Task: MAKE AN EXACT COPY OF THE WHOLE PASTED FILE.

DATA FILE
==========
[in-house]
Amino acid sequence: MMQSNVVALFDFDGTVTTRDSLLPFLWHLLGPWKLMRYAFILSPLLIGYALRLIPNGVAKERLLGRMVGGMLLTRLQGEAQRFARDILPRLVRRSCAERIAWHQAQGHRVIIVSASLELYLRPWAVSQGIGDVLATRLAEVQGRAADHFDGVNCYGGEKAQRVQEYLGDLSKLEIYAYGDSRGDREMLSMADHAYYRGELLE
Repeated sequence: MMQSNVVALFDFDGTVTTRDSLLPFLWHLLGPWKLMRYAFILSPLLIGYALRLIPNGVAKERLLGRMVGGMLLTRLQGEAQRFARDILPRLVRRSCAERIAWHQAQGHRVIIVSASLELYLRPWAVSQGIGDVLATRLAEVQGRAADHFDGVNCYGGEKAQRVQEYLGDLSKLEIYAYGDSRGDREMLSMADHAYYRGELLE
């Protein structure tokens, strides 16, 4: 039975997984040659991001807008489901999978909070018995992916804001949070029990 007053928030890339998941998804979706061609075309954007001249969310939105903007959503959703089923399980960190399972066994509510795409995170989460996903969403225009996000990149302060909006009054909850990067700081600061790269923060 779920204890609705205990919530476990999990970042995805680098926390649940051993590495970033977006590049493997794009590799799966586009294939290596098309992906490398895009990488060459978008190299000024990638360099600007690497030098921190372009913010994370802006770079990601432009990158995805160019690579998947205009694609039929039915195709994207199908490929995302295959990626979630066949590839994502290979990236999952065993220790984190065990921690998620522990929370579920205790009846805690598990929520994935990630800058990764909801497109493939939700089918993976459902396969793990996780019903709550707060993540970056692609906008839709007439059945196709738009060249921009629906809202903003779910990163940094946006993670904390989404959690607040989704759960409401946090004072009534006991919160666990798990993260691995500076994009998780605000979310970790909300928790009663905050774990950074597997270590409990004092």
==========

[in-house]
Amino acid sequence: MMQSNVVALFDFDGTVTTRDSLLPFLWHLLGPWKLMRYAFILSPLLIGYALRLIPNGVAKERLLGRMVGGMLLTRLQGEAQRFARDILPRLVRRSCAERIAWHQAQGHRVIIVSASLELYLRPWAVSQGIGDVLATRLAEVQGRAADHFDGVNCYGGEKAQRVQEYLGDLSKLEIYAYGDSRGDREMLSMADHAYYRGELLE
Repeated sequence: MMQSNVVALFDFDGTVTTRDSLLPFLWHLLGPWKLMRYAFILSPLLIGYALRLIPNGVAKERLLGRMVGGMLLTRLQGEAQRFARDILPRLVRRSCAERIAWHQAQGHRVIIVSASLELYLRPWAVSQGIGDVLATRLAEVQGRAADHFDGVNCYGGEKAQRVQEYLGDLSKLEIYAYGDSRGDREMLSMADHAYYRGELLE
């Protein structure tokens, strides 16, 4: 039975997984040659991001807008489901999978909070018995992916804001949070029990 007053928030890339998941998804979706061609075309954007001249969310939105903007959503959703089923399980960190399972066994509510795409995170989460996903969403225009996000990149302060909006009054909850990067700081600061790269923060 779920204890609705205990919530476990999990970042995805680098926390649940051993590495970033977006590049493997794009590799799966586009294939290596098309992906490398895009990488060459978008190299000024990638360099600007690497030098921190372009913010994370802006770079990601432009990158995805160019690579998947205009694609039929039915195709994207199908490929995302295959990626979630066949590839994502290979990236999952065993220790984190065990921690998620522990929370579920205790009846805690598990929520994935990630800058990764909801497109493939939700089918993976459902396969793990996780019903709550707060993540970056692609906008839709007439059945196709738009060249921009629906809202903003779910990163940094946006993670904390989404959690607040989704759960409401946090004072009534006991919160666990798990993260691995500076994009998780605000979310970790909300928790009663905050774990950074597997270590409990004092």